Bypassed is an exploration of the lasting effects of the M4 motorway on the physical and psychological landscape of Port Talbot, Wales. Hailed as a major engineering achievement upon its opening in 1966, Wales' first motorway required the demolition of large swaths of the town, and displaced hundreds from their homes and businesses. While considered a sign of progress, the shortsightedness of its design features and placement through the town has begun to show through the following decades. The motorway's expansion coincided with a decline in the steel industry, slowly emptying out the nearby Port Talbot Steelworks, which had once been at the center of the town's success. Today, the uncertain future for the steelworks weighs heavily on residents, while the motorway serves as a constant reminder that their town has become a place not worth stopping for.
John Sparks has lived on Llewellyn street since childhood, when it was a set of two rows of terraced houses and a closely knit community. During construction of the motorway, the houses across the street were demolished, with residents given only a months notice. John’s family remained, having to contend with the noise and dirt long after demolition ended. John said he never saw many of his former neighbors again as they were moved to another part of town or left Port Talbot altogether.
The M4 motorway passes near a house on King Street in Port Talbot, Wales. Before the M4 was built motorists had to drive directly through the town centre, which resulted in large traffic jams.
A car dealership in Port Talbot, on the site of the old Sinclair Garages. Businesses that were not demolished to make way for the motorway have had to adapt to it’s often looming presence.
The concrete pillars used in some sections of the motorway were considered cutting edge technology at the time of its construction in the 1960s. Since then, the areas beneath have been taken back by both nature and residents. This section is a popular cycling and horse riding path.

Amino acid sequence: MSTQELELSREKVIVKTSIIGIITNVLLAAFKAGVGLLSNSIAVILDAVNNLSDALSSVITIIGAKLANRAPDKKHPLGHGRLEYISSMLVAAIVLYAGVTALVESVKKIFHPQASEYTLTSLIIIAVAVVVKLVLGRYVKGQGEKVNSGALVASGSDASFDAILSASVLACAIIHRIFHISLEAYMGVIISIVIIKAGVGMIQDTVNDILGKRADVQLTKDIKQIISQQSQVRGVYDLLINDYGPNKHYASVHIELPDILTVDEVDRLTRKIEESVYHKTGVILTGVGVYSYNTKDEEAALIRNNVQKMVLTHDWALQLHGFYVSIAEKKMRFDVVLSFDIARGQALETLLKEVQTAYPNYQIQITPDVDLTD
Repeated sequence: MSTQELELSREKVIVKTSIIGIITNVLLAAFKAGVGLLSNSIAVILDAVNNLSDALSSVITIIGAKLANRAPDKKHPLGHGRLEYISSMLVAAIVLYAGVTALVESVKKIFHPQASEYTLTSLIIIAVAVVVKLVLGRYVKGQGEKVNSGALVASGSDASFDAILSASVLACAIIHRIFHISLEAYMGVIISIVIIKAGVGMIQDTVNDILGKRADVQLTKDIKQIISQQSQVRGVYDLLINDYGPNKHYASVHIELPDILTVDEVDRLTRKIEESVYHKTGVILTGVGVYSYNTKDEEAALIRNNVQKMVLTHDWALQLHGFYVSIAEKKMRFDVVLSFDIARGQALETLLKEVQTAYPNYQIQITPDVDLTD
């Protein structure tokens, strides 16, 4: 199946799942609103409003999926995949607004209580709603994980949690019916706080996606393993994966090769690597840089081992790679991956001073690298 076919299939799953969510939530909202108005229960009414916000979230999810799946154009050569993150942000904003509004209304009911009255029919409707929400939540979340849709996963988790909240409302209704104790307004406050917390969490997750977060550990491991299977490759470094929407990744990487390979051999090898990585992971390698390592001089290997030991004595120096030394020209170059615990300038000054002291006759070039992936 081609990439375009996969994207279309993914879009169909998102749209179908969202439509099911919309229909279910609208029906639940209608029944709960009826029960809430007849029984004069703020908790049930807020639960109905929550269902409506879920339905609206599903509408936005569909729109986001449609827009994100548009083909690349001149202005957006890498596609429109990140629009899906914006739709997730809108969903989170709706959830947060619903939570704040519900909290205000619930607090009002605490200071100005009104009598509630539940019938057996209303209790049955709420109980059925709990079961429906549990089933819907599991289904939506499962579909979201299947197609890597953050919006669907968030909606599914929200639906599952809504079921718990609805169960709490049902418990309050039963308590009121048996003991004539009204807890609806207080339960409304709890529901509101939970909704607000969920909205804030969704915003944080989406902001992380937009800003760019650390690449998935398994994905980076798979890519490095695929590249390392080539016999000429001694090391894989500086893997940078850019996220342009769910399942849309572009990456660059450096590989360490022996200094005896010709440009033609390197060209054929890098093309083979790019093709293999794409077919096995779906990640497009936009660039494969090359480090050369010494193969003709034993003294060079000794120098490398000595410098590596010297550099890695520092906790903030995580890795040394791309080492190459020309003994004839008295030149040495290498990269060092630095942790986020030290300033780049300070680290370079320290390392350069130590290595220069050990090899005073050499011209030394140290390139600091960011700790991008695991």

Tommie Ross, one of the general foreman who worked on the eastern end of the M4 motorway. He remains haunted by having to destroy the 19th century village of Groes, just outside Port Talbot, to make way for a section of the motorway. This was a casualty that could have easily been avoided had the road only been slightly moved.
Pont Street, Port Talbot. Over 200 homes, 3 churches and several schools were destroyed to build the M4 bypass in Port Talbot. Those previously living in quiet terraces were faced with living directly against the new motorway, dealing with noise and pollution
Interior facing the M4 motorway in Port Talbot. Noise and pollution levels were high when the motorway first opened in the 1960s, with tires and rubbish regularly coming down into resident’s yards. Since then, changes have been made to isolate noise and many residents have installed dual pane glass windows in their houses.
Josh Reed spent the first few years of his life living with his family on Llewellyn street. The forest of motorway support pillars were a playground for him and his friends. Before the motorway this would have been near the site of one of 3 churches that were demolished.
View under the M4 motorway crossing through Port Talbot, Wales.
A clothes line attached to the reinforcement wall of the M4 motorway, in the back yard of a house in Port Talbot, Wales.
A couple walks their dog under a section of the M4 Motorway near the town centre of Port Talbot, Wales.
Inkerman Row, the site of a former barracks near Taibach, Port Talbot, Wales.
James Clark was part of the skateboard and punk scene in the 1970s, and remembers when the underside of the motorway was a popular hangout and concert venue for other punks.
This section of the motorway was built over a stretch of railway line that used to transport materials from nearby mines and steel refineries to the port of Port Talbot.
Anthony Ross has grown up in Port Talbot and is active with the YMCA, climbing and kayaking groups in the town. Despite this he says that many young people are eager to leave the working class industrial town and don’t see opportunities there. He described the presence of the motorway and commuters driving between Swansea and Cardiff, as a constant reminder that Port Talbot isn’t worth stopping for.
The end of a row of houses, bisected by the M4 motorway near the centre of Port Talbot, Wales.
Llewellyn Street, Port Talbot. Half of the street was demolished during the construction of the M4 motorway in the 1960s and residents were relocated to new council estates on the other side of town.